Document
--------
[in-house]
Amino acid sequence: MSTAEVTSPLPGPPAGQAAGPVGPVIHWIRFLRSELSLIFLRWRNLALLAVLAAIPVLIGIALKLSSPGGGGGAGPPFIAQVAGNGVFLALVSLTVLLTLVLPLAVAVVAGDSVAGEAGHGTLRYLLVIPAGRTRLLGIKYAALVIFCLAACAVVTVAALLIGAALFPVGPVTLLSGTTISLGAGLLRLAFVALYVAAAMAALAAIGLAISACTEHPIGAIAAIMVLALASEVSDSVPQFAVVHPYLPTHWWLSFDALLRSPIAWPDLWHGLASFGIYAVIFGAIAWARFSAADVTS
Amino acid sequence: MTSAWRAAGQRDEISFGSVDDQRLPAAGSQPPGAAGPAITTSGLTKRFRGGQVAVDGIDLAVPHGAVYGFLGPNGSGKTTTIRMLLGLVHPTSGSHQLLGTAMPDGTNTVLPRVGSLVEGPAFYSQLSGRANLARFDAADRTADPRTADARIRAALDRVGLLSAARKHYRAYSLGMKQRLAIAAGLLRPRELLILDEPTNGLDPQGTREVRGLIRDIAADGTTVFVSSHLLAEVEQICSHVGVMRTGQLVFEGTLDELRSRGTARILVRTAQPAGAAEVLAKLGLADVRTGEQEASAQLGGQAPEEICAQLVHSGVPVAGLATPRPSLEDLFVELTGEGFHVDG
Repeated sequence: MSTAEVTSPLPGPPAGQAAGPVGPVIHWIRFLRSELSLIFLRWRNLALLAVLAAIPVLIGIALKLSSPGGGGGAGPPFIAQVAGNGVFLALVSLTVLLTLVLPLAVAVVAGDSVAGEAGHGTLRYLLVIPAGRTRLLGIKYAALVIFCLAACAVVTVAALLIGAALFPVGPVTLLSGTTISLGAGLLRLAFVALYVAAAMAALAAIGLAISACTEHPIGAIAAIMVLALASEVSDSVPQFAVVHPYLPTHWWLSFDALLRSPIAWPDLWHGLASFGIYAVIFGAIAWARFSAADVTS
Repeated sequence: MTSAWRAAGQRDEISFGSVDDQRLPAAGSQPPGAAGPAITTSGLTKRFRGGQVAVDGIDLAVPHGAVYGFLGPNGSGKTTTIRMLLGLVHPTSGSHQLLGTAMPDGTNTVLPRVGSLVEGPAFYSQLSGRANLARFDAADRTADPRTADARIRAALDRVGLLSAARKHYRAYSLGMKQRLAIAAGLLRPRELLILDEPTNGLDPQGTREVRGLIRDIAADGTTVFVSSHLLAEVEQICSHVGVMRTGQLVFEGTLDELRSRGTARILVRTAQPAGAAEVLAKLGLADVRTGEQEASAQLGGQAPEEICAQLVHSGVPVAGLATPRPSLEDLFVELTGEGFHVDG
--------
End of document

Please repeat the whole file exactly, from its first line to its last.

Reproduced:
[in-house]
Amino acid sequence: MSTAEVTSPLPGPPAGQAAGPVGPVIHWIRFLRSELSLIFLRWRNLALLAVLAAIPVLIGIALKLSSPGGGGGAGPPFIAQVAGNGVFLALVSLTVLLTLVLPLAVAVVAGDSVAGEAGHGTLRYLLVIPAGRTRLLGIKYAALVIFCLAACAVVTVAALLIGAALFPVGPVTLLSGTTISLGAGLLRLAFVALYVAAAMAALAAIGLAISACTEHPIGAIAAIMVLALASEVSDSVPQFAVVHPYLPTHWWLSFDALLRSPIAWPDLWHGLASFGIYAVIFGAIAWARFSAADVTS
Amino acid sequence: MTSAWRAAGQRDEISFGSVDDQRLPAAGSQPPGAAGPAITTSGLTKRFRGGQVAVDGIDLAVPHGAVYGFLGPNGSGKTTTIRMLLGLVHPTSGSHQLLGTAMPDGTNTVLPRVGSLVEGPAFYSQLSGRANLARFDAADRTADPRTADARIRAALDRVGLLSAARKHYRAYSLGMKQRLAIAAGLLRPRELLILDEPTNGLDPQGTREVRGLIRDIAADGTTVFVSSHLLAEVEQICSHVGVMRTGQLVFEGTLDELRSRGTARILVRTAQPAGAAEVLAKLGLADVRTGEQEASAQLGGQAPEEICAQLVHSGVPVAGLATPRPSLEDLFVELTGEGFHVDG
Repeated sequence: MSTAEVTSPLPGPPAGQAAGPVGPVIHWIRFLRSELSLIFLRWRNLALLAVLAAIPVLIGIALKLSSPGGGGGAGPPFIAQVAGNGVFLALVSLTVLLTLVLPLAVAVVAGDSVAGEAGHGTLRYLLVIPAGRTRLLGIKYAALVIFCLAACAVVTVAALLIGAALFPVGPVTLLSGTTISLGAGLLRLAFVALYVAAAMAALAAIGLAISACTEHPIGAIAAIMVLALASEVSDSVPQFAVVHPYLPTHWWLSFDALLRSPIAWPDLWHGLASFGIYAVIFGAIAWARFSAADVTS
Repeated sequence: MTSAWRAAGQRDEISFGSVDDQRLPAAGSQPPGAAGPAITTSGLTKRFRGGQVAVDGIDLAVPHGAVYGFLGPNGSGKTTTIRMLLGLVHPTSGSHQLLGTAMPDGTNTVLPRVGSLVEGPAFYSQLSGRANLARFDAADRTADPRTADARIRAALDRVGLLSAARKHYRAYSLGMKQRLAIAAGLLRPRELLILDEPTNGLDPQGTREVRGLIRDIAADGTTVFVSSHLLAEVEQICSHVGVMRTGQLVFEGTLDELRSRGTARILVRTAQPAGAAEVLAKLGLADVRTGEQEASAQLGGQAPEEICAQLVHSGVPVAGLATPRPSLEDLFVELTGEGFHVDG